Date of Award

Fall 1990

Project Type


Program or Major


Degree Name

Doctor of Philosophy

First Advisor

Larry G Harris


Kelp blades (Laminaria spp.) with colonies of Obelia geniculata were collected over a 28 month period from Cape Neddick, ME to document the epifaunal community and to determine the possible mechanisms allowing four nudibranch species to coexist. Regression analyses correlated the abundances of epifauna with habitat parameters. The feeding biology of nudibranchs was described. Density manipulations of nudibranchs in pair-wise behavioral interactions tested the effects of interference on the location of nudibranchs in the colony.

Obelia geniculata provides habitat and food for many invertebrate epifauna. The hydroid colony acts as the island for most species. Hydrocauli provide structure to motile epifauna. Denser and taller colonies have higher abundances of motile epifauna.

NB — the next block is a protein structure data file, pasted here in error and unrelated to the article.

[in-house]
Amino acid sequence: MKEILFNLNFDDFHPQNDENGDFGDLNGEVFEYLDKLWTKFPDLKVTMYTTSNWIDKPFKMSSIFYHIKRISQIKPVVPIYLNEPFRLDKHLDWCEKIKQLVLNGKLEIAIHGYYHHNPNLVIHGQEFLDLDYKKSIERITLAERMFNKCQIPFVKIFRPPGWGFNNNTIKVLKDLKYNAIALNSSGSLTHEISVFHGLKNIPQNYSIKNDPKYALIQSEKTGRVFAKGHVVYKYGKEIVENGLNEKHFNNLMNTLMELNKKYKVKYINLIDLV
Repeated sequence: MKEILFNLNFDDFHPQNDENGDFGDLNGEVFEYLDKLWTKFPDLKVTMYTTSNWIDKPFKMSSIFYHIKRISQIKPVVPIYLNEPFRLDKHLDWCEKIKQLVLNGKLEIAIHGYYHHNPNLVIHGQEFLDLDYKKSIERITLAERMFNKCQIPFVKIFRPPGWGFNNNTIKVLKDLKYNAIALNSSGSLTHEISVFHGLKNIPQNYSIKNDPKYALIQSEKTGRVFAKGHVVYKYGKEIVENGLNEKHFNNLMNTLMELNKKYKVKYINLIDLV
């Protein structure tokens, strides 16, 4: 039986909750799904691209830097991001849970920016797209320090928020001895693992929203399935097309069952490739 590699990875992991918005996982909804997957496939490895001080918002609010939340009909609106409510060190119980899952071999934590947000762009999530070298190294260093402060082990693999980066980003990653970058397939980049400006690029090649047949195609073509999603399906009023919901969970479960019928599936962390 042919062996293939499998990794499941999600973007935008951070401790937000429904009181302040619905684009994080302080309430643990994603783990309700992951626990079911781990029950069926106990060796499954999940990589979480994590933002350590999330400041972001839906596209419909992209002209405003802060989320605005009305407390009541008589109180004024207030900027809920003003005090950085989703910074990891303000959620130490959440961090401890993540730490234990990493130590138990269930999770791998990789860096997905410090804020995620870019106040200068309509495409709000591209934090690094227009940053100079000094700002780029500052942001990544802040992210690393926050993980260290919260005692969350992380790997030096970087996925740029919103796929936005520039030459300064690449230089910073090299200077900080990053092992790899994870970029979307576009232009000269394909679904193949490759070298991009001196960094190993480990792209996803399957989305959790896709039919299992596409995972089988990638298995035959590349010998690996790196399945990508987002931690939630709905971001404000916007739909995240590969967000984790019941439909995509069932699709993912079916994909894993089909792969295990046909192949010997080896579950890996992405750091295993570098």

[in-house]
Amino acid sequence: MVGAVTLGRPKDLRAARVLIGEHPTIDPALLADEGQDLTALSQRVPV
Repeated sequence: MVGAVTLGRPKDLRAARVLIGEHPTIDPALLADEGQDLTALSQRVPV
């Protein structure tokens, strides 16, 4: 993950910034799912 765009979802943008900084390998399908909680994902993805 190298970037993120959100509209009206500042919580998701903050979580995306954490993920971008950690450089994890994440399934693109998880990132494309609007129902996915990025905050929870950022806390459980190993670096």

O. geniculata is a nursery habitat for nudibranchs. Adults of Dendronotus frondosus, Doto coronata and Eubranchus exiguus were infrequent inhabitants of the hydroid colony. In contrast, Tergipes tergipes consistently occupied the colony for its entire life cycle suggesting that O. geniculata is the primary habitat of Tergipes.

Each nudibranch species utilized a separate portion of the hydroid colony as food and habitat. Feeding behavior of Dendronotus was size dependent; small nudibranchs ($$5 mm) bit polyps. Doto drilled through stolons and Eubranchus penetrated hydrothecae. Tergipes rasped naked tissue from polyps. Dendronotus was found throughout the colony on hydrocauli. Doto was on the kelp surface and Eubranchus on hydrocauli at the edge of colonies. Tergipes occupied the central area of colonies and atop hydrocauli.

Behavioral interactions among the nudibranchs occurred frequently but did not influence the habitat or feeding locations of nudibranchs. The vast majority (71%) of reactions of nudibranchs in pair-wise encounters between nudibranchs were non-aggressive. This suggests that nudibranchs are unaware of each other, similar to many insect communities.

Although some separation of the hydroid food resource is present, resource partitioning is unlikely to be a major factor allowing coexistence of the nudibranchs. Interference competition is too rare or weak to cause the observed patterns. Differential recruitment by all four nudibranch species may overwhelm the hydroid but equilibrium conditions necessary for exclusion are unlikely to occur or persist for long periods.